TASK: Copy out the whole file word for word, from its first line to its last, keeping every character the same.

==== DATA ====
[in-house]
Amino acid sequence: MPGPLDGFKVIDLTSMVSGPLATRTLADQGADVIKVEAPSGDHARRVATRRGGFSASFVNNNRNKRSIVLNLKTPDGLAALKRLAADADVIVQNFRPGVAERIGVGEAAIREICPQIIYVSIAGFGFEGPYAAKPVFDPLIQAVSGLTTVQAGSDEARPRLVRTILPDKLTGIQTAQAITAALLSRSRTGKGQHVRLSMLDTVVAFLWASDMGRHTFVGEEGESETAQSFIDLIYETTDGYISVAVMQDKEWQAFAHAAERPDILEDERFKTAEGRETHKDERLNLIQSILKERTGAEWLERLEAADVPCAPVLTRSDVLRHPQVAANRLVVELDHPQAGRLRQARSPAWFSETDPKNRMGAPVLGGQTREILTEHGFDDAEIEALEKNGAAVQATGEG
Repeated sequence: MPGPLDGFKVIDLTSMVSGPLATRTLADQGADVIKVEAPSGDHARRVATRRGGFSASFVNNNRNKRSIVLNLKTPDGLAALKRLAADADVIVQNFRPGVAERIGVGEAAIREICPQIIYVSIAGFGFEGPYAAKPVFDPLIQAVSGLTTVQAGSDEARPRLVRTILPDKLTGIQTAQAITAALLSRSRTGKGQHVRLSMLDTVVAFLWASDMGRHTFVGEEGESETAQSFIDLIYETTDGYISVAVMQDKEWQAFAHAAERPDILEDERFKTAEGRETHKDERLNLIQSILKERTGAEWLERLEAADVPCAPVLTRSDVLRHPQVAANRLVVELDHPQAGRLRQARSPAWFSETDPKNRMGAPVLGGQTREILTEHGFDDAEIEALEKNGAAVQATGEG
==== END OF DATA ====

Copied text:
[in-house]
Amino acid sequence: MPGPLDGFKVIDLTSMVSGPLATRTLADQGADVIKVEAPSGDHARRVATRRGGFSASFVNNNRNKRSIVLNLKTPDGLAALKRLAADADVIVQNFRPGVAERIGVGEAAIREICPQIIYVSIAGFGFEGPYAAKPVFDPLIQAVSGLTTVQAGSDEARPRLVRTILPDKLTGIQTAQAITAALLSRSRTGKGQHVRLSMLDTVVAFLWASDMGRHTFVGEEGESETAQSFIDLIYETTDGYISVAVMQDKEWQAFAHAAERPDILEDERFKTAEGRETHKDERLNLIQSILKERTGAEWLERLEAADVPCAPVLTRSDVLRHPQVAANRLVVELDHPQAGRLRQARSPAWFSETDPKNRMGAPVLGGQTREILTEHGFDDAEIEALEKNGAAVQATGEG
Repeated sequence: MPGPLDGFKVIDLTSMVSGPLATRTLADQGADVIKVEAPSGDHARRVATRRGGFSASFVNNNRNKRSIVLNLKTPDGLAALKRLAADADVIVQNFRPGVAERIGVGEAAIREICPQIIYVSIAGFGFEGPYAAKPVFDPLIQAVSGLTTVQAGSDEARPRLVRTILPDKLTGIQTAQAITAALLSRSRTGKGQHVRLSMLDTVVAFLWASDMGRHTFVGEEGESETAQSFIDLIYETTDGYISVAVMQDKEWQAFAHAAERPDILEDERFKTAEGRETHKDERLNLIQSILKERTGAEWLERLEAADVPCAPVLTRSDVLRHPQVAANRLVVELDHPQAGRLRQARSPAWFSETDPKNRMGAPVLGGQTREILTEHGFDDAEIEALEKNGAAVQATGEG